In the past few months, we have turned a storm damaged yurt into an eco-friendly, toxic-free, funky home for our family. And it was made mostly with recycled and natural materials. Last night my wife and three of our kids officially moved in and slept on our new wood floor, lit a fire in our pot belly stove, ate some pizza and watched a movie before we all fell asleep. This morning I woke up to see sheep sleeping outside our window
Our home has cost us NZ$5204 which is US$4,287. The only thing left to do is plumbing the bath and sink to the hot water cylinder and installing a wetback in the pot belly stove. And I need to make some more furniture but that can wait a while.
Still a bit more work to do but our house is very livable and enjoyable. A yurt is a Mongolian style round tent, also called a “Ger”. Ours was originally made in NZ by Jaia Yurts and was badly storm-damaged when we bought it from an English lady who was moving back to the UK. Much of the frame was broken, the canvas was water-stained and the round ring that holds it together was smashed. But it was worth salvaging and I managed to find the right wood and replicate the broken pieces.
Here’s what we did and how much it cost.
We got permission from the Ngatiawa community, a Christian contemporary monastery near Wellington, to build a small structure on their land. Its a beautiful green valley surrounded by trees and hills.
The biggest expense was the floor. When we started, we only had a plastic groundsheet but it was summer and warm enough to get away with it. But the weather eventually changed and the family was flooded out while I was overseas.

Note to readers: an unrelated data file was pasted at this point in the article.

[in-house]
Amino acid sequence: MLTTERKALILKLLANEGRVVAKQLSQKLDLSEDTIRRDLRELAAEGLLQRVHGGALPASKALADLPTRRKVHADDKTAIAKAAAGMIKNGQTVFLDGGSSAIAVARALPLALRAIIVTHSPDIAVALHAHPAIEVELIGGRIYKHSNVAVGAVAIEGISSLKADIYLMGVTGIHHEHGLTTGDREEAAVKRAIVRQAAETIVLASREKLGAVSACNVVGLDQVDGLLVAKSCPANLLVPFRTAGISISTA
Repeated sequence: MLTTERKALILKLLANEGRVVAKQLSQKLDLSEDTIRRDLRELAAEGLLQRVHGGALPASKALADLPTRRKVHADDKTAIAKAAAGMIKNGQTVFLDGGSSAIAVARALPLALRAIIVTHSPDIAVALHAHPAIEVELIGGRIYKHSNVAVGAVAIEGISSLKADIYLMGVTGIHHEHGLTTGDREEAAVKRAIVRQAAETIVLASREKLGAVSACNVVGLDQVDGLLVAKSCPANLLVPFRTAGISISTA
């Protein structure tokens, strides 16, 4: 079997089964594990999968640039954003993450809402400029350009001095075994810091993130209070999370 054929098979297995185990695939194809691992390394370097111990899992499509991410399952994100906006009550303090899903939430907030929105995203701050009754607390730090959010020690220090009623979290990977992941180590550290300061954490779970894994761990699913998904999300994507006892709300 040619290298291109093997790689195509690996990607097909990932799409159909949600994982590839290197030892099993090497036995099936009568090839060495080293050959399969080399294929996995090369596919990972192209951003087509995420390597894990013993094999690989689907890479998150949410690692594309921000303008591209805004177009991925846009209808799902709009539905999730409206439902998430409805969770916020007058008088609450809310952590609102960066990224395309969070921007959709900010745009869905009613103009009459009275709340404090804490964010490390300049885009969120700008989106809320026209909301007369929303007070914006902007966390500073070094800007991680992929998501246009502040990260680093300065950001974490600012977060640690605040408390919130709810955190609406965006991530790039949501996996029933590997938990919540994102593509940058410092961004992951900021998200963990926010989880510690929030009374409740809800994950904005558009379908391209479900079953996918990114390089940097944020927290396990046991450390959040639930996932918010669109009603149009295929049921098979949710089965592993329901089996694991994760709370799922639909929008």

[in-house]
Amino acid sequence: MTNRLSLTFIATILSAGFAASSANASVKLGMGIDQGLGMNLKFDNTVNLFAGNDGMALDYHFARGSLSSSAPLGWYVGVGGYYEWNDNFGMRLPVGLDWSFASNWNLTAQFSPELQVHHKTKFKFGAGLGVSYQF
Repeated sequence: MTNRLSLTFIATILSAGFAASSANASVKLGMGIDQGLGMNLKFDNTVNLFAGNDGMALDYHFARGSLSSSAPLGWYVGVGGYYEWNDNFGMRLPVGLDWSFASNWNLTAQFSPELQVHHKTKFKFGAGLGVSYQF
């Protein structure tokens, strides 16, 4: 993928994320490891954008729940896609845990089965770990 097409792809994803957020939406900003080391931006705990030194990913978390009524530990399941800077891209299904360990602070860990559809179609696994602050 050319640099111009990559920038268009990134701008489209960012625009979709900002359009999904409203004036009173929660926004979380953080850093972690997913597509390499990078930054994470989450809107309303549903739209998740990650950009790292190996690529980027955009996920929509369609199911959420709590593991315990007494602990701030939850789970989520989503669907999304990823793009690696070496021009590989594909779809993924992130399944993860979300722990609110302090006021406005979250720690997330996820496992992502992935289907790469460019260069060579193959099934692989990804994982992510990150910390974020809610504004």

As soon as I got home, I started get the yurt off the ground with a platform made from scrap wood and I eventually found some nice native timber offcuts, enough to make the floor.
Having sanded the floor all night long, I was still caffeinated and delirious when the sun came up. I never did get it really smooth because the wood was all different sizes but its a floor nonetheless.
While I was busy getting the yurt away from the wet ground, Debbie was created an insulation cushion out of old wool blankets that we are finding in charity shops. It took about 15 blankets to make the ceiling. She filled them with eco-therm insulation which is made from recycled wool.
It turned out amazing.
$2000 – yurt (storm damaged)
$480 – replacement yurt ring for roof
$350 – cedar wood to rebuild wall frame
$1000 – wood to build floor (seconds)
$130 floor insulation (recycled poly-consumer waste)
$450 – wool insulation for ceiling and wall
$150 used wool blankets to hold insulation
$200 wood to support floor
$100 rental sander and sandpaper
$31 bathtub (1950′s retro blue tub)
$341 pot belly stove (used)
$65 linseed oil for floor
$70 canvas waterproofing stuff
$60 nails and screws
$5 sink (used)
$10 flue (used)
$100 copper hot water cylinder (used)
$10 calico fabric (used)
NZ$5204. Thats US$4,287